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From the streets of New York City to the townships of South Africa, the LGBT rights movement and its opposition are engaged in an unprecedented international battle. GlobalPost presents an ongoing series of reports from key locations at this pivotal time in history, telling highly personal, often overlooked stories from the fight.

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Holding a rainbow flag and dressed in hijab, an LGBT supporter makes a political statement at the Gay Pride March in Istanbul on June 19, 2011. Turkey is the only Muslim-majority country that permits such an event. (Jodi Hilton/GlobalPost)

The Rainbow Struggle: A primer for the global gay rights battle

LGBT advocates face a hulking, well-funded force that fights with religious fervor. But by most tallies, they're winning.

UNITED NATIONS — This June the UN Human Rights Council narrowly passed its first-ever resolution calling for universal gay rights with the support of more than 80 countries. It was an historic milestone, a global recognition that gay rights and human rights were finally synonymous, at least on paper, here in New York at the world body.

How these rights play out in the real world is a very different story, and it is the subject of this GlobalPost “Special Report” which will examine the rights of people who are gay, lesbian, bisexual and transgender (LGBT) through a series of reports over the next two months from every corner of the world.

In South Africa, for example, the very country that introduced the successful resolution, there is a domestic crisis of rampant gender-based violence. That violence includes a uniquely horrifying brutality known as “corrective rape” which is a targeted sexual attack against lesbians. The full extent of this disturbing phenomenon is not known, but human rights advocates have reported 10 cases per week in Cape Town alone.

And in response to the ‘Rainbow Nation’’s effort at the U.N., several African nations admonished it for allying with Western countries on homosexuality — often painted as non-native to Africa.

Such is the incongruous nature of what GlobalPost has dubbed “The Rainbow Struggle.” It is an international movement that has achieved enormous social and legal victories in the past 10 years — spanning from the Netherlands‘ landmark gay marriage legalization in 2001 to the end of the U.S. military’s “Don’t Ask, Don’t Tell” policy in September. But it is a human rights movement facing a counter-movement for ‘traditional values’ that is better funded and equally fervent, tending to see homosexuality not only as a threat to humanity but also humanity’s relationship with the divine.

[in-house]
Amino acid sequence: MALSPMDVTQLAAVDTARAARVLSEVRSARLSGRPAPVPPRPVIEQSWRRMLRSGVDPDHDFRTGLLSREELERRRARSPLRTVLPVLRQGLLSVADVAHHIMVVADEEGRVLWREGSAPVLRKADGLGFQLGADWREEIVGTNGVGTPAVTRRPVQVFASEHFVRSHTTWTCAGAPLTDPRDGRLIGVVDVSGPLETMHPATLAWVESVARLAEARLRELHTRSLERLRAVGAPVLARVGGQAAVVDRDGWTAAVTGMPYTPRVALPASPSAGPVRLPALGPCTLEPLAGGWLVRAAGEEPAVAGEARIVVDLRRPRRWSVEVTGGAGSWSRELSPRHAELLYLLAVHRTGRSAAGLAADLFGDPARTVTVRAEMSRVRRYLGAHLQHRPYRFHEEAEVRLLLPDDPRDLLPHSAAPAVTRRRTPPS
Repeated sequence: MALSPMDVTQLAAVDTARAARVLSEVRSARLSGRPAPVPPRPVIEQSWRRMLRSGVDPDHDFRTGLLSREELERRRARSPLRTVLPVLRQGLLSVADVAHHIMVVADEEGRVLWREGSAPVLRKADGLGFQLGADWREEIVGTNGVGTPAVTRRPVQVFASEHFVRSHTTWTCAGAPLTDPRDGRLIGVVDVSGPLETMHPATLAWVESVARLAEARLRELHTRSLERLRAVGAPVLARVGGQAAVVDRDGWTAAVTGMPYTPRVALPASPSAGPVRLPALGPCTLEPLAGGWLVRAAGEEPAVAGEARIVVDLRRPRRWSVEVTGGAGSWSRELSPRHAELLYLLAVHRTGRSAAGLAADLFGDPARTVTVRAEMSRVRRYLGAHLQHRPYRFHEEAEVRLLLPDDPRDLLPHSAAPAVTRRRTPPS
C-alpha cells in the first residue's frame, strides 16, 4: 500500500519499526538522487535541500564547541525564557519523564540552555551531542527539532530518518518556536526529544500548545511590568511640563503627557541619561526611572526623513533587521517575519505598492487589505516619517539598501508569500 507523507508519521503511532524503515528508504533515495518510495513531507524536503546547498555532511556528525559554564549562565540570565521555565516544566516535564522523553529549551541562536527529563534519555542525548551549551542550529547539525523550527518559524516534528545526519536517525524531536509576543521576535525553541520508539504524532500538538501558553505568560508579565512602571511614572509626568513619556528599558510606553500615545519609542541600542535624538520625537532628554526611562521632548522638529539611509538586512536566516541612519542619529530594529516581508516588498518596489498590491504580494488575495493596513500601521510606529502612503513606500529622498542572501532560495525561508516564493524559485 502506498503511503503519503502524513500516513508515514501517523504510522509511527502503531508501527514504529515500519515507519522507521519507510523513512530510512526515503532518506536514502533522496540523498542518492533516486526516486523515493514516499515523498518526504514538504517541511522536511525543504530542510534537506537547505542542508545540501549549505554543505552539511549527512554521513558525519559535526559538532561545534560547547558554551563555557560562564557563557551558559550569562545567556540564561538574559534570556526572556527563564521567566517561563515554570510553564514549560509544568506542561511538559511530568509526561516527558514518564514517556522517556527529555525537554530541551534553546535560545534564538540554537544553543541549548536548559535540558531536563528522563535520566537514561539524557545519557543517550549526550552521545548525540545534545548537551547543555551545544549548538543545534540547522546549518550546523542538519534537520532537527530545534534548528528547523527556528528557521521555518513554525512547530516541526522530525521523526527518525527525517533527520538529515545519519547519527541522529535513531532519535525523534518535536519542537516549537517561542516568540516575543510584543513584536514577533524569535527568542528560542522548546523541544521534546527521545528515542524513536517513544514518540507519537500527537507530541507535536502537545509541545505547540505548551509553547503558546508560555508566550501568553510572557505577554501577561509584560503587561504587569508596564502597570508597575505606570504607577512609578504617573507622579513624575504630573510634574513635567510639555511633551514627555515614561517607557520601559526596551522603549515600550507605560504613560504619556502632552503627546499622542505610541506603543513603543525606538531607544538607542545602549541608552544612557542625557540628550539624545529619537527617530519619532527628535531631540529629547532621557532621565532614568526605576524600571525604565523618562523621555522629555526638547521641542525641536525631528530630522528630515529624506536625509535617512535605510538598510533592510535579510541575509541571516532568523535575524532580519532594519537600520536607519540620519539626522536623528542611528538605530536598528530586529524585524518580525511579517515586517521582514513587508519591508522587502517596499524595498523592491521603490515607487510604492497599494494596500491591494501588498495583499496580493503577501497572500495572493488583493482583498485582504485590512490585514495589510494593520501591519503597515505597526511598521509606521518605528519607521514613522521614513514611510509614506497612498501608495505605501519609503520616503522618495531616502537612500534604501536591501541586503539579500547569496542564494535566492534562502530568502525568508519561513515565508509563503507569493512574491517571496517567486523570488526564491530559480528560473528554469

The result is a global culture war steeped in religion and politics, and it is a battle that is now at a critical juncture.

(Read GlobalPost's in-depth 2010 coverage of the global gay rights struggle: Rainbow Planet.)

On one hand, Christian anti-gay advocacy groups like Abiding Truth Ministries are relatively unknown in the United States but carry great weight in countries like Uganda, Latvia and Russia, where it has established outposts and partnered with local religious leaders.

Abiding Truth president Scott Lively and two American colleagues visited Uganda in March 2009, hosting a three-day event that demonized homosexual behavior as a threat the African family. Six months later, Ugandan parliamentarian David Bahati introduced what has been dubbed the “Kill the Gays Bill,” initially including a death sentence for gay sex acts. The bill is now on hold in Uganda's parliament after a sustained international outcry against it.

But the message Abiding Truth’s Lively and his allies delivered is unequivocal: “Homosexuality is not a benign, morally neutral social phenomenon,” Lively argues. “It is an insidious and contagious form of sexual perversion condemned by God as an abomination.”

In the global struggle for gay rights, according to these activists, God is the LGBT movement’s greatest opponent. And in Lively’s opinion, gays are winning.

“The homosexual agenda represents an existential threat to Christian civilization and we're in the final phase of the war, losing badly,” Lively believes.

But men like Jose Mantero, the Roman Catholic priest who was removed from the priesthood in 2002 shortly after becoming the first Spanish priest ever to come out as gay, disagrees wholeheartedly.

“I have seen the anguish that homophobic sermons can cause gay people who are perfectly good Christians,” Mantero says.

The divine opposition

In coming out, he confronted a hulking assembly of political and religious bodies — ranging from the Vatican, which oversees the world’s 1 billion Catholics, to the worldwide Anglican Communion, which presides over the churches of some 100 million Anglican — or Episcopal — followers, to the Organization of the Islamic Conference and various groupings of Orthodox Judaism.

These larger established religious organizations devote literally hundreds of millions of dollars annually to their mission. And from the pulpit in churches, mosques and synagogues, they promote their traditional view of religion which views homosexuality as a grave sin. In addition, there is a number of more active, evangelical American groups like the Exodus Global Alliance, which ministers to what it estimates as “155 million homosexuals who struggle

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